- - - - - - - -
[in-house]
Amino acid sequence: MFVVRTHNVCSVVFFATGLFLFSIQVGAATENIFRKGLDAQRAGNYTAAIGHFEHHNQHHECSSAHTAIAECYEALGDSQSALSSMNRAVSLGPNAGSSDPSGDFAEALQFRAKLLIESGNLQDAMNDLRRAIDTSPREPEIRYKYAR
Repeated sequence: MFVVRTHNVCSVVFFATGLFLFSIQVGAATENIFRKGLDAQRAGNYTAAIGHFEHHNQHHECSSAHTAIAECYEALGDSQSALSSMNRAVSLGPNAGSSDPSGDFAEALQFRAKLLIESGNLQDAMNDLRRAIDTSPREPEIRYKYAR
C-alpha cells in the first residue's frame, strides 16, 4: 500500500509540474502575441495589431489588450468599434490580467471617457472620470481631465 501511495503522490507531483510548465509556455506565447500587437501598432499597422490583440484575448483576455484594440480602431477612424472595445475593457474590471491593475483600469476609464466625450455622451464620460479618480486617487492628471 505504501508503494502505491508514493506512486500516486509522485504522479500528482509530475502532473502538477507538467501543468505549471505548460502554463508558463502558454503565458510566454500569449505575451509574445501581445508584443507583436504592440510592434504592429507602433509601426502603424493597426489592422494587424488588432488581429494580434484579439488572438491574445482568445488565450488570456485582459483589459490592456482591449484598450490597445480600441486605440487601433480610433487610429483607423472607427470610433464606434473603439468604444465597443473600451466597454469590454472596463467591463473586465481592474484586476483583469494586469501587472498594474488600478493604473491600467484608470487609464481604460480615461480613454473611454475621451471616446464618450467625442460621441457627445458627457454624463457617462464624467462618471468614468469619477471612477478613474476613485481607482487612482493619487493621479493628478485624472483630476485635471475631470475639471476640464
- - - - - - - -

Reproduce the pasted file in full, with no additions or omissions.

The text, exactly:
[in-house]
Amino acid sequence: MFVVRTHNVCSVVFFATGLFLFSIQVGAATENIFRKGLDAQRAGNYTAAIGHFEHHNQHHECSSAHTAIAECYEALGDSQSALSSMNRAVSLGPNAGSSDPSGDFAEALQFRAKLLIESGNLQDAMNDLRRAIDTSPREPEIRYKYAR
Repeated sequence: MFVVRTHNVCSVVFFATGLFLFSIQVGAATENIFRKGLDAQRAGNYTAAIGHFEHHNQHHECSSAHTAIAECYEALGDSQSALSSMNRAVSLGPNAGSSDPSGDFAEALQFRAKLLIESGNLQDAMNDLRRAIDTSPREPEIRYKYAR
C-alpha cells in the first residue's frame, strides 16, 4: 500500500509540474502575441495589431489588450468599434490580467471617457472620470481631465 501511495503522490507531483510548465509556455506565447500587437501598432499597422490583440484575448483576455484594440480602431477612424472595445475593457474590471491593475483600469476609464466625450455622451464620460479618480486617487492628471 505504501508503494502505491508514493506512486500516486509522485504522479500528482509530475502532473502538477507538467501543468505549471505548460502554463508558463502558454503565458510566454500569449505575451509574445501581445508584443507583436504592440510592434504592429507602433509601426502603424493597426489592422494587424488588432488581429494580434484579439488572438491574445482568445488565450488570456485582459483589459490592456482591449484598450490597445480600441486605440487601433480610433487610429483607423472607427470610433464606434473603439468604444465597443473600451466597454469590454472596463467591463473586465481592474484586476483583469494586469501587472498594474488600478493604473491600467484608470487609464481604460480615461480613454473611454475621451471616446464618450467625442460621441457627445458627457454624463457617462464624467462618471468614468469619477471612477478613474476613485481607482487612482493619487493621479493628478485624472483630476485635471475631470475639471476640464